As soon as I discovered I was pregnant at the end of last summer, I set the wheels in motion to take a half-year sabbatical from my job teaching music, theatre and English at Maine’s smallest K-12 public school. We’re allowed a full year at half pay every seven years, but my family wouldn’t quite be able to swing that financially. Besides, between my six-week maternity leave, summer vacation and a four-month sabbatical, I piled up eight months of time at home with my daughter Penrose. The second half of the school year might be a nice break from around-the-clock parenting.
The word “sabbatical” is derived from the word “Sabbath,” and it’s supposed to be just that–a rest. In an academic or ecclesiastic context, you’re supposed to do something wholly unrelated to your job. But a public school teacher’s sabbatical is a little bit different. I needed to come up with a plan for somehow enriching the school. Writing a book and caring for a member of the class of 2032 wasn’t quite enough, so I’m going to be working on curriculum mapping and taking clarinet lessons.
School started the Tuesday after Labor Day. Ordinarily I’d have already been in workshops for two days, agonized over a bulletin board (cutting out letters has never been my forte), and picked out a back-to-school outfit. Instead, I woke up on a pee-soaked trundle bed next to a happily kicking 4-month-old. We weren’t on a schedule and we didn’t have an agenda, so I cleaned up and moved us into my bed to get a few more hours of sleep.
We woke up again around 8 a.m. I peeked at Facebook–my feed was full of back to school photos of my students, smiling or grimacing, but all adorable and familiar. Someone else’s students right now, I guess. Penrose and I got ready for the day. We had one errand to run, coincidentally up at the school. At 10 a.m., I packed a snoozing baby into her car seat and drove the three and a half miles to work. Or–former work. Temporarily-former work. I wasn’t sure if I needed to sign in at the office or not.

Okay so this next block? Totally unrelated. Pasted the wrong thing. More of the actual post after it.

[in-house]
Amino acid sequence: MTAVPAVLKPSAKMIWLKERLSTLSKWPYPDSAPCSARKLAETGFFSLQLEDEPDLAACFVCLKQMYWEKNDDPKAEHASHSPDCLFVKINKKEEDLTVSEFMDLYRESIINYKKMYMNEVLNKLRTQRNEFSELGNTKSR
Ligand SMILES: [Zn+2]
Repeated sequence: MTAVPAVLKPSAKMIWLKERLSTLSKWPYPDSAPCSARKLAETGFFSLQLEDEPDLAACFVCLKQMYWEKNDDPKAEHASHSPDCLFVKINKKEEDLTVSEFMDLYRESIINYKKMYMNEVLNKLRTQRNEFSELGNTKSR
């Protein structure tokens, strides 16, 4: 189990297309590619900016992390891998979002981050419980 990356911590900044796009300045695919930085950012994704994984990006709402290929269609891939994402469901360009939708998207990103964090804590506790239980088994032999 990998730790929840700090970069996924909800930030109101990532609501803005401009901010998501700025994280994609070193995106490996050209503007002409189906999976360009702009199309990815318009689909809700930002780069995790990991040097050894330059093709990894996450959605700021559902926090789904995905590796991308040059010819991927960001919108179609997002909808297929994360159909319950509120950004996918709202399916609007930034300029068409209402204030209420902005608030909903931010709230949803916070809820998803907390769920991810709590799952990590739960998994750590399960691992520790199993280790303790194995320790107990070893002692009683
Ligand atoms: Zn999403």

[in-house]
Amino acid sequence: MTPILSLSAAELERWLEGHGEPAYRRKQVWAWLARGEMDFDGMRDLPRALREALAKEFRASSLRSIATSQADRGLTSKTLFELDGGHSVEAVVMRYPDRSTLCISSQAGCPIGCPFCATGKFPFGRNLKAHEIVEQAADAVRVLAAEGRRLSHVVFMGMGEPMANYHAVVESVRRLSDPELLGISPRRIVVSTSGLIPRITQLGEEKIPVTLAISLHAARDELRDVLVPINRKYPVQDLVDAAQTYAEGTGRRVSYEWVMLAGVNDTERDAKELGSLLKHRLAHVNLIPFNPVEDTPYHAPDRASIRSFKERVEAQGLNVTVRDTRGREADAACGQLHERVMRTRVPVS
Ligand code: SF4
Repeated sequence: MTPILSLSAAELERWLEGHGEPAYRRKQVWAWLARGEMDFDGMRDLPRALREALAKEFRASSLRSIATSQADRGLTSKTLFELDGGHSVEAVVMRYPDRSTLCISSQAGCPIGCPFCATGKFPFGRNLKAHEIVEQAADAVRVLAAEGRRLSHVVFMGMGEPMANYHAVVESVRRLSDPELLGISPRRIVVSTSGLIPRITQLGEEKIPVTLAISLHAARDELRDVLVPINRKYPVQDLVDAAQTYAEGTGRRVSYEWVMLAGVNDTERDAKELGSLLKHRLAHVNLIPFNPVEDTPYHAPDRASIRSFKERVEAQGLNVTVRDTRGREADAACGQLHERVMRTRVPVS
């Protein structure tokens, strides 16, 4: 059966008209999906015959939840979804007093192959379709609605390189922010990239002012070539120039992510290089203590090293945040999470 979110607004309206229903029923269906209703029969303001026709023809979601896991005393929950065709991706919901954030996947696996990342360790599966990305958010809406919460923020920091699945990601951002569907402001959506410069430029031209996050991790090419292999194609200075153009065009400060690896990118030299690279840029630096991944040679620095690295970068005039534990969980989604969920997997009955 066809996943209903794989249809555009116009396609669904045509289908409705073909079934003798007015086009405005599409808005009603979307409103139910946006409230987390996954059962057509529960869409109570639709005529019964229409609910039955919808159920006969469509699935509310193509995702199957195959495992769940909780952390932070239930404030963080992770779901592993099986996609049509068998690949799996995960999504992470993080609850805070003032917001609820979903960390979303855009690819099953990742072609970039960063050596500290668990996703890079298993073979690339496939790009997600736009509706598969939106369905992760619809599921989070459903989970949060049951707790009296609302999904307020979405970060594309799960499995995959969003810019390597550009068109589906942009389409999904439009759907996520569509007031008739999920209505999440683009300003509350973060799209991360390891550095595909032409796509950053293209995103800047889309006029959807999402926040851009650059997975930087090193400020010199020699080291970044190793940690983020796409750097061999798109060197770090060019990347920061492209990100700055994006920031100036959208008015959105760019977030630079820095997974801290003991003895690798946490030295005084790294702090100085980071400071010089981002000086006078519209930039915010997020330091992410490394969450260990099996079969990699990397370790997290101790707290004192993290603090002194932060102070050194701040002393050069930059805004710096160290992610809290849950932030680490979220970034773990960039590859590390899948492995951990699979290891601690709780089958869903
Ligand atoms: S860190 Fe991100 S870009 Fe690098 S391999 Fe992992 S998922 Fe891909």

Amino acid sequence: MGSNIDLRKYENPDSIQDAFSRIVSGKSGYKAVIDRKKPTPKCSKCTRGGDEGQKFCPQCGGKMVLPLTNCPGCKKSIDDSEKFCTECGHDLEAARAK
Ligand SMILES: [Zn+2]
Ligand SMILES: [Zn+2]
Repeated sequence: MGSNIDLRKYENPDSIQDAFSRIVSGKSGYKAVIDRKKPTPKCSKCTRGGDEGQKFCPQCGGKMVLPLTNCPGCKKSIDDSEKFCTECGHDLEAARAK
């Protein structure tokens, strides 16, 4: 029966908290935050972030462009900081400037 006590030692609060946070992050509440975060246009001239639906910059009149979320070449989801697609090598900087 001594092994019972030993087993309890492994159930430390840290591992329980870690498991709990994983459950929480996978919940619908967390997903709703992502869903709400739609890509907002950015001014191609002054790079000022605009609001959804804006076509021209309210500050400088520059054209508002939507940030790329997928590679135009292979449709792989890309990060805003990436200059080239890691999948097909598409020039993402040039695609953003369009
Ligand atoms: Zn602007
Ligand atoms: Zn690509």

I dropped off a check to cover my insurance for the half-year (it’ll get reimbursed when I come back) and lingered in the office. I checked my mail, something that had been neglected since May. I needed to file a few things, so I ventured into my classroom. My sub had hung a beautiful watercolor painting of apples on my desk and posted an inspiring quote about literacy on the bulletin board, eschewing the cut out letters all together. Chairs were neatly aligned at the back of the room. It was my space, but it felt cleaner, scrubbed of the seven years I’d spent in there and two in our old facility.
Teaching has been my only career. When I came to it, nine years ago, I knew next to nothing. But I grew with my students. My first kindergarteners just entered high school; one of the delights of teaching K-12 is watching kids grow all the way up. Except this year, I wasn’t there to clap for them on the first day, or to welcome the new kindergarten class. I’m not going canoeing on the St. Croix with the high school or climbing Katahdin with the 7th and 8th grade. And I’m not there for beginner band, the excitement of choosing an instrument and making a first sound, no matter how shrill, squawky or squeaky.
Penrose was awake, eyeballing the telephone cord, black against the yellow wall. “Let’s go home, I guess,” I said. The world kept spinning without me going to work. And the crucial import of each of Penrose’s needs filled the rest of the day. Diaper, walk, eat, and nap again, briefly. Read, play, and cuddle.
If I thought longingly of the joyful parts of my job–those moments when music reading starts to really click for a student, the pure creativity of a kindergarten dance party, a high school student finding their voice on the page–staying at home would seem mundane and stifling. But if I let myself become immersed in the minutiae of infancy, there’s joy and learning in abundance. The first time Penrose grabbed a toy felt as triumphant as my students’ first trumpet toots, and I know that rolling over, especially back to front, requires as much effort and concentration as a college application essay. I have as much to teach Penrose as I do my students, but the curriculum is more about love, reliability and frequent re-readings of the Sandra Boynton canon than it is literary analysis, persuasive writing and how to read a treble staff. My time at home is a big change, and I’ll cherish it while it lasts.